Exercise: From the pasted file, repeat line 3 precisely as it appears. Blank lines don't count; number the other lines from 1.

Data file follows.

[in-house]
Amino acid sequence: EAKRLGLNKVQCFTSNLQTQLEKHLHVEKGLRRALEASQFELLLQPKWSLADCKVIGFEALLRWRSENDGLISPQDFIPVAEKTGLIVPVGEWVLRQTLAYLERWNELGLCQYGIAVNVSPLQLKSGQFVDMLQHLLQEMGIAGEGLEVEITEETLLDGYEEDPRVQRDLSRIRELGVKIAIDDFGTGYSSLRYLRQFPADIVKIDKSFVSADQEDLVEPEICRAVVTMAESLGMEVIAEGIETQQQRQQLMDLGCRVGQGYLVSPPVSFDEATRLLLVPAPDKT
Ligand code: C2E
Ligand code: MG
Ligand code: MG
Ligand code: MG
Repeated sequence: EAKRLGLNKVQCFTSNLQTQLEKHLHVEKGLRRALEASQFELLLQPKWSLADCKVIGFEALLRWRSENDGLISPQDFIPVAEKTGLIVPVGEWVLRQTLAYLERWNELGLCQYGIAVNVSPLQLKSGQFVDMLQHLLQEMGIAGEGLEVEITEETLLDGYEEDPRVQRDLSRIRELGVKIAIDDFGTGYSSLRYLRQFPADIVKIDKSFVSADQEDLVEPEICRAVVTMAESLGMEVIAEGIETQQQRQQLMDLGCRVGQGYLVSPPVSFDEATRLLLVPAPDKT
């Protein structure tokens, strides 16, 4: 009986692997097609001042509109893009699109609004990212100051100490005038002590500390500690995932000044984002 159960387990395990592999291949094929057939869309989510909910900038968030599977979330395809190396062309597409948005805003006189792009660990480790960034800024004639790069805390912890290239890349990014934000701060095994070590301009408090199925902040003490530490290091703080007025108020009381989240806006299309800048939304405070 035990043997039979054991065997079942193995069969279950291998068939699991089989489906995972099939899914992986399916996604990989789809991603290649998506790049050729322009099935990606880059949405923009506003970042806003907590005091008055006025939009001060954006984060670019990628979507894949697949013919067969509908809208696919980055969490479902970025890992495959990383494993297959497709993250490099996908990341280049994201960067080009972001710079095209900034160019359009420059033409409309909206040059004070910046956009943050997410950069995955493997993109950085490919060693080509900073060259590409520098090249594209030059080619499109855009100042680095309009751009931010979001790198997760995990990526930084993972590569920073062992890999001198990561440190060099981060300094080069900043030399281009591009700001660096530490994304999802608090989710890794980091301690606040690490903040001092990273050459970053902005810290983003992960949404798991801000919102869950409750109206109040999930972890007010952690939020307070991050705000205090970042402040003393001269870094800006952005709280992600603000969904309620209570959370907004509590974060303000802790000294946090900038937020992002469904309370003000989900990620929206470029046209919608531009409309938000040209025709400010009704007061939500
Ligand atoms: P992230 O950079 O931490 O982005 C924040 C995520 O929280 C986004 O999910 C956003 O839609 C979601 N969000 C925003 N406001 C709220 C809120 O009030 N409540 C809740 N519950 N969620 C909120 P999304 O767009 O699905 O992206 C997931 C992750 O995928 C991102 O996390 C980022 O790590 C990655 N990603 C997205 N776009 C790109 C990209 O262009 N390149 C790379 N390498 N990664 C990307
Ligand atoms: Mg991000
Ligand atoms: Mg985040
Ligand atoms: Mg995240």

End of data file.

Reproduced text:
Ligand code: C2E